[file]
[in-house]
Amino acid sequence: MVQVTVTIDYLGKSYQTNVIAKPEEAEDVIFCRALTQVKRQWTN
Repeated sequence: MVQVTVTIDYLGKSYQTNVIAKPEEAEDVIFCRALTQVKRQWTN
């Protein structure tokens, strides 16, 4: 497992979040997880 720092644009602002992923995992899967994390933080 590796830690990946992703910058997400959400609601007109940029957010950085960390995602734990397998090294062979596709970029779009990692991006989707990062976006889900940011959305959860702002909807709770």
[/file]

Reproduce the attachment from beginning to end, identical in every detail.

[in-house]
Amino acid sequence: MVQVTVTIDYLGKSYQTNVIAKPEEAEDVIFCRALTQVKRQWTN
Repeated sequence: MVQVTVTIDYLGKSYQTNVIAKPEEAEDVIFCRALTQVKRQWTN
């Protein structure tokens, strides 16, 4: 497992979040997880 720092644009602002992923995992899967994390933080 590796830690990946992703910058997400959400609601007109940029957010950085960390995602734990397998090294062979596709970029779009990692991006989707990062976006889900940011959305959860702002909807709770």